I get comments from people who feel desperate because they have no references even after many years of work. They tell me things like “As I get older most of my former supervisors are either dead or retired.” and even “Most companies refuse to verify or deny that I was ever employed.” You can well understand why they feel frustrated. References are often critical to getting a new job.
While there are things you can do for yourself if you have no references, this is a situation that I would like to help the rest of you prevent. So I want to talk to you about your career, and how to create good references for yourself as you go along — so hopefully you never have to face this situation.
10 things you need to know about creating good references
Job references (as well as job referrals) can come from anywhere – work, organizations you belong to, volunteer experiences, former professors, fellow alumni, etc. You never know when one of the people you’ve met along the way will be in a position to get you in the door for a new job.
The best traditional references are usually bosses you’ve worked for and people you’ve worked with who can speak directly to what you’re like in the workplace. Some tips to help build relationships that can stand the test of time – even if you need to ask for a reference years later:
(1) Each person you work with is a potential reference – or referral.
(2) People remember you for what you do, but even more so for what you do for them.
(3) Each day is a chance to build relationships that can one day help you in your career.
(4) Don’t forget that anyone may also be in a position to hire one day – or wind up working in a company you’re interested in.
(5) Don’t hide in the corner. To be remembered and respected, you need to step forward and accomplish things beyond the expected.
(6) While you don’t want to brag, it’s important to share things you’ve done in natural conversation so others will remember you.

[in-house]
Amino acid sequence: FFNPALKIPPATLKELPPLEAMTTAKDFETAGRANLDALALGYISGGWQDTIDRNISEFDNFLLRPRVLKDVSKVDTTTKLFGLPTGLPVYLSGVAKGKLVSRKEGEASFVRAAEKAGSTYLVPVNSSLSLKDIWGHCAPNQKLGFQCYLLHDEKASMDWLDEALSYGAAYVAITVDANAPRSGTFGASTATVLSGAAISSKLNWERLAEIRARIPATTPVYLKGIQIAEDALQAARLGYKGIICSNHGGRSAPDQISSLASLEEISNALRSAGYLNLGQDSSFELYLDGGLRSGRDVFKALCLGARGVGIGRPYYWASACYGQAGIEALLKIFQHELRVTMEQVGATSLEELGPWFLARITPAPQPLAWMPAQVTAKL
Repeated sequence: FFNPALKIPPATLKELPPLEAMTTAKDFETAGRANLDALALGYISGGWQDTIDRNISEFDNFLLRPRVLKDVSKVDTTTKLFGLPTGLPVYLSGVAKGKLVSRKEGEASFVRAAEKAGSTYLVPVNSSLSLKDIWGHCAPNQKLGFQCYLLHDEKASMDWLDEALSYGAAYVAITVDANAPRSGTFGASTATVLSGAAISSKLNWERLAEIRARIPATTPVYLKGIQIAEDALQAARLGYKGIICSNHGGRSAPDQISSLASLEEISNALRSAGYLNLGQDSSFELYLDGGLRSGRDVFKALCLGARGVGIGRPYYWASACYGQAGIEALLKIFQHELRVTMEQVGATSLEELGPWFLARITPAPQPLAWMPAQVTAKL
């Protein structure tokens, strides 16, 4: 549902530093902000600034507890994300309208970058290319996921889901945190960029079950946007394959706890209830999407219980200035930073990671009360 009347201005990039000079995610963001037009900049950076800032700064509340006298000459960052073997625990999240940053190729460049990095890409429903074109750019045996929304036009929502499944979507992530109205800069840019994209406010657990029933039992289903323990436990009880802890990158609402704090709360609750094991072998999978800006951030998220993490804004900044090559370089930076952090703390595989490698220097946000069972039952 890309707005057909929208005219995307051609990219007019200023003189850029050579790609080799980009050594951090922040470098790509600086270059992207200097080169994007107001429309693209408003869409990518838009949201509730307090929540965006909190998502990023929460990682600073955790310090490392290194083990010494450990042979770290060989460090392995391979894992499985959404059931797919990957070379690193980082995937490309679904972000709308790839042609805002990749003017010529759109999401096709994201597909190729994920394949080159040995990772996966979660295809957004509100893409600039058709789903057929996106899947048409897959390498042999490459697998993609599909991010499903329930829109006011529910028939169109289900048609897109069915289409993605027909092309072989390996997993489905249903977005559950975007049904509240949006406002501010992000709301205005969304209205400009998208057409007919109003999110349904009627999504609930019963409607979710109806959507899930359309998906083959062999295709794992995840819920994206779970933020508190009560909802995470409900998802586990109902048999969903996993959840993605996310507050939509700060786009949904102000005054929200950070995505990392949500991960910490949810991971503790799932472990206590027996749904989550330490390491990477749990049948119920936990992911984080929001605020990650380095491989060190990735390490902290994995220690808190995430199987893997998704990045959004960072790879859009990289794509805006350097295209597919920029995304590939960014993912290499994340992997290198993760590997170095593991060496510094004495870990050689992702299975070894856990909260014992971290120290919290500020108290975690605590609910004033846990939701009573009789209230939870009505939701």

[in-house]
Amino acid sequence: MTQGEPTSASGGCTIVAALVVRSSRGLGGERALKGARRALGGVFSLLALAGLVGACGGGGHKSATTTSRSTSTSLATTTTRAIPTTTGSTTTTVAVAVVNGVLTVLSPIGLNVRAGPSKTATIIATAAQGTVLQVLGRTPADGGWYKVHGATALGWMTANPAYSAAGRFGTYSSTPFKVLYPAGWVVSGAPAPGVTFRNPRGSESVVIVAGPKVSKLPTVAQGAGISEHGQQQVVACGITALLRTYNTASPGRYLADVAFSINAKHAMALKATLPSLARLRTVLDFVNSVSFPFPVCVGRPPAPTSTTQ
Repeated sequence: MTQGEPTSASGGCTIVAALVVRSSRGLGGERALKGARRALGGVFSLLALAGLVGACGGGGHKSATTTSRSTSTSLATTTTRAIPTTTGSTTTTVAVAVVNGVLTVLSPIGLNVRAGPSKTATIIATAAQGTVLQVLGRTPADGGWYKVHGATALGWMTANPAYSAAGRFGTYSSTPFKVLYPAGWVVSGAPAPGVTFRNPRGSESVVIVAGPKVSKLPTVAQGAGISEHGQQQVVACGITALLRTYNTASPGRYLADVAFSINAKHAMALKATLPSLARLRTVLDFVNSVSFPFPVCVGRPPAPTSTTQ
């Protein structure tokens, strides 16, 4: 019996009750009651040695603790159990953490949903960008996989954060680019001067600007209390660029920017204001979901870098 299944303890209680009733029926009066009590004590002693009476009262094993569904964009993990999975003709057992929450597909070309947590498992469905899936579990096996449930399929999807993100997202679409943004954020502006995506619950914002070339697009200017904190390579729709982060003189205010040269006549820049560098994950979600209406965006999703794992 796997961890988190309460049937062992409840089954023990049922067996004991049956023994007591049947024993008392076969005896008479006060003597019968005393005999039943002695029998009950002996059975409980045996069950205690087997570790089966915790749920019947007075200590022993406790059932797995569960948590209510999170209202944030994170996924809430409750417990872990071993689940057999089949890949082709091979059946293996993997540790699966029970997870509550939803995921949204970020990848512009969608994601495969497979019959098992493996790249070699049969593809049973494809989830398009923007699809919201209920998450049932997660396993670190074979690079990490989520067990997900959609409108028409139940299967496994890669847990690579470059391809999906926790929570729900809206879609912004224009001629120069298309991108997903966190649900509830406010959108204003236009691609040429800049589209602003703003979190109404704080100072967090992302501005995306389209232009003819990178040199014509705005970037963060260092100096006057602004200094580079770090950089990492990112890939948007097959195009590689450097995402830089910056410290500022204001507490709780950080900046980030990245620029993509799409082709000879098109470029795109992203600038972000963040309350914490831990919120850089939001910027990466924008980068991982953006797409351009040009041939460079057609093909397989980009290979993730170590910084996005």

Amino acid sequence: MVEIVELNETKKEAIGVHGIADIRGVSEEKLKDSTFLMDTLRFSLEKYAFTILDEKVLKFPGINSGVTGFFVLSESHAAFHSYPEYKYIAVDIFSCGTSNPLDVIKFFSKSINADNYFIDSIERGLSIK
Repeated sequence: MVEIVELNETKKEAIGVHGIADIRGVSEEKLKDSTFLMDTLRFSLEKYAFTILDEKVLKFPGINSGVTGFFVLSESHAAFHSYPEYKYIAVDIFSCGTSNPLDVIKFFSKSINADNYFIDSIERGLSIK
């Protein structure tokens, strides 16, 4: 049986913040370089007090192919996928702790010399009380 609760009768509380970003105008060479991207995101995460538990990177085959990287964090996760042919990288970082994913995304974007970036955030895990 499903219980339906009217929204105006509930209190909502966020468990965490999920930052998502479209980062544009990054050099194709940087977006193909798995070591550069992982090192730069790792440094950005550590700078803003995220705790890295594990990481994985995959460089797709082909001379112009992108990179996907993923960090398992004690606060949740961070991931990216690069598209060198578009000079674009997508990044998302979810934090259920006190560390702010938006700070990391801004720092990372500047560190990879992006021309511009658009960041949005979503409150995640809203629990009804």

(7) Be someone your boss and co-workers know they can turn to when things get tough.
(8) Be someone who comes prepared with possible solutions when you tell your boss about a problem.
(9) Find ways to add positive things to the work environment and to your co-workers days.
(10) Stay in touch with people even after you leave.
So what does all that mean for you?
Whether a reference is good or bad or offered at all is based solely on the impression you leave. Just doing your job without connecting or making a lasting positive impression can one day leave you wondering why you have no good references.
Imagine if YOU got a call from an employer asking you to recommend someone you know. What kinds of things would make you want to enthusiastically recommend that person? Were they someone who solved problems and added to your day in a good way — or were they always grumbling or finding fault or, more often than not, doing the bare minimum?
We build our future each and every day. Although it’s hard to see that, years later it’s the impression we left behind that decides if a future reference will be good or even there at all. And it’s people we stay in touch with, even if they’ve moved on or retired, who can still be there to offer a reference or even provide job leads.
So what have you done today to help create your future?
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